Subscriptions, not specs, could settle the next-gen Xbox vs PlayStation war

Generally speaking, the console wars come down to one of two things for a lot of people: hardware and games. Some people compare spec sheets to determine which console is for them, while others look at launch titles and exclusive game lineups to make their decisions. This generation, though, subscriptions may wind up being the difference maker for some, specifically in the case Xbox Game Pass.

Earlier today, Microsoft held an Xbox Series X game showcase where it revealed a number of first-party titles in development for the new console. There were several big names dropped throughout the showcase, including Halo Infinite, Forza Motorsport, and Fable. Even more impressive, however, is the fact that all of these games will be available through Xbox Game Pass on both Xbox Series X and PC.

Xbox Game Pass is something of a wild card heading into the next generation. Perhaps born out of the fact that Xbox One played second fiddle to PlayStation 4 in terms of sales throughout the current generation, or perhaps the product of some divination when it comes to where the industry is headed, Xbox Game Pass was rolled out in 2017 as something of an all-you-can eat subscription for Xbox One owners (and later, PC players).

Not every Xbox One game is on Game Pass, and not every Xbox Series X game will be on the service either. Microsoft has, however, committed to putting all of its first-party games on Xbox Game Pass, which could be a big deal for people who plan to buy an Xbox Series X. More importantly, Xbox Game Pass could sway those who are on the fence and trying to decide between buying an Xbox Series X or a PlayStation 5.

Think about it: if someone is primarily making their console buying decision based on the exclusives, they stand to save a lot of money by going with Microsoft's console instead of Sony's. On the PlayStation 5, those exclusive games will cost at least $60 a pop (but there's evidence that game prices might be going up with new hardware). Game Pass, on the other hand, costs $10 a month – if you play more than two $60 games a year using Game Pass, you're technically saving money over buying those games outright.

Considering that there are now 14 companies under the Xbox Game Studios umbrella, it seems safe to assume that Microsoft will be releasing more than just a couple first-party games each year. For someone who's interested in the games Microsoft revealed today, Xbox Game Pass can make an Xbox Series X buy look a lot more attractive.

Sony, by comparison, doesn't really have an answer to Xbox Game Pass. It has PlayStation Now, but the hook there is game streaming and not necessarily acting as a "Netflix but for games" type of service. I think PlayStation Now is a good service – especially after it cut prices last year – but it doesn't compete with Xbox Game Pass in terms of getting new games up quickly, let alone on the day they release.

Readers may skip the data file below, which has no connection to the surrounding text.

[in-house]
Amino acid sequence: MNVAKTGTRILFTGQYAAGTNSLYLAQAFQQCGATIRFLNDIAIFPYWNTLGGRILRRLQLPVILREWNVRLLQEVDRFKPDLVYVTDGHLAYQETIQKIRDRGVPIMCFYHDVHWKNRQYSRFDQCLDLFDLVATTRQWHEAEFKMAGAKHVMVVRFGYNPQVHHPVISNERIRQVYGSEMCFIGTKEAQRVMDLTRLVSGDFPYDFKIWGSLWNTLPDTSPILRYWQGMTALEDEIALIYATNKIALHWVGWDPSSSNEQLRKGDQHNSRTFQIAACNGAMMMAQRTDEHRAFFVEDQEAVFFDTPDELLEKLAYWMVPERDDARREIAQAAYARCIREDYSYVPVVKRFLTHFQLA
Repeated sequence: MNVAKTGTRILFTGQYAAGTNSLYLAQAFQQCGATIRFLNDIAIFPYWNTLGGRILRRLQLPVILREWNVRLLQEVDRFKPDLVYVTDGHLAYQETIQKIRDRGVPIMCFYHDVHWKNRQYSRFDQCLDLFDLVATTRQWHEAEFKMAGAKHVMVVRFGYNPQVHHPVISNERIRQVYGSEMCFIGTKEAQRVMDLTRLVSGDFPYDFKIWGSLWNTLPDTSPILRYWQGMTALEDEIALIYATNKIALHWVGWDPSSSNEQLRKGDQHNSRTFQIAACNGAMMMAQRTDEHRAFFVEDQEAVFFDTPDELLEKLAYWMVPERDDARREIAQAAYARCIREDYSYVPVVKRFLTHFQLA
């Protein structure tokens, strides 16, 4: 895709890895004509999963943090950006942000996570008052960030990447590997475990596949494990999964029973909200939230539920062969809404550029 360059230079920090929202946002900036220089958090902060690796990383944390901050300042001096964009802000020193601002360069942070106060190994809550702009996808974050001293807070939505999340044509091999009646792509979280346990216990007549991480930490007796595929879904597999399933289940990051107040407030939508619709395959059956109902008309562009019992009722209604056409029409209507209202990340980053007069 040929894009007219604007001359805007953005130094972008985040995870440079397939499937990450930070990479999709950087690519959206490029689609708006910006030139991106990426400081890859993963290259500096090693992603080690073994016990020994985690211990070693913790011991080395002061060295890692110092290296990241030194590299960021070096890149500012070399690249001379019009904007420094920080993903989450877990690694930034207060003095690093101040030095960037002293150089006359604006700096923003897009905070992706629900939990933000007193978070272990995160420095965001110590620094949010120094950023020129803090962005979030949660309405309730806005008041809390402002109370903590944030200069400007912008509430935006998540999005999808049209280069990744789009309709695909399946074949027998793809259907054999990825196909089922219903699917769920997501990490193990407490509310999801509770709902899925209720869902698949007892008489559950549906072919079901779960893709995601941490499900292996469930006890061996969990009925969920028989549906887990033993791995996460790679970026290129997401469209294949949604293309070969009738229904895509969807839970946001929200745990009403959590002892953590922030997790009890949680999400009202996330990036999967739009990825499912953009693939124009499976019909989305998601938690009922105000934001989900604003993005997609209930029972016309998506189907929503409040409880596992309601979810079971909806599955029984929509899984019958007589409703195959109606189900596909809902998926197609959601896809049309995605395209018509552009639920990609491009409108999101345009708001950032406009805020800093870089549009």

We're just talking about the first-party games here, too. There's also the fact that Xbox Game Pass has been and will be home to a number of big third-party titles, with Bungie even confirming today that Destiny 2 and all of its expansions will be available through Game Pass on Xbox Series X. The more third-party developers Microsoft can woo with its Game Pass pitch, the easier it will be for gamers to justify dropping $10 a month on it.

Granted, Xbox Game Pass may not be the difference maker I think it's capable of being in the next generation. Since Microsoft is offering Game Pass on PC as well – and has committed to bringing first-party game to PC on the same day they launch on Xbox – that could stop some from buying an Xbox Series X at launch.

That's the position I'm in at the moment. Since I already have a capable gaming rig, there's no real reason for me to buy an Xbox Series X next generation; I love the Fable series and I'm excited to see it come back, and Halo Infinite looks great, but I also won't need to buy an Xbox Series X to play them because they'll be coming to PC.

It isn't hard to believe that there are a fair few gamers out there who are in my position and would have bought an Xbox Series X at some point in the next generation were it not for the fact that all of these games are coming to PC.

Then there's also the fact that you never truly own the games you're playing when you're using Xbox Game Pass. That might not be a big deal when it comes to first-party titles from Microsoft because they'll presumably always be available on the service, but third-party games regularly rotate in and out of the Game Pass lineup.

That, by extension, means that a game might rotate out of the lineup before you're finished playing it. Or, say you do finish it but months or years down the line you get the urge to revisit it only to find that it's no longer available through Game Pass. In both cases, you're stuck buying the game anyway if you want continued access to it, though it is worth pointing out that Game Pass subscribers get a discount on the game if they buy it while it's available through Game Pass.

So, Game Pass isn't perfect, but to someone who is about to drop hundreds of dollars on a new console, it could be enough to sway their their decision on which platform to get, especially if they don't have any feelings of brand loyalty as we jump into the next generation. If nothing else, it'll be interesting to see if Game Pass has a quantifiable effect on console and game sales in the next generation, but at the very least, I expect it to be a popular subscription among Xbox Series X owners.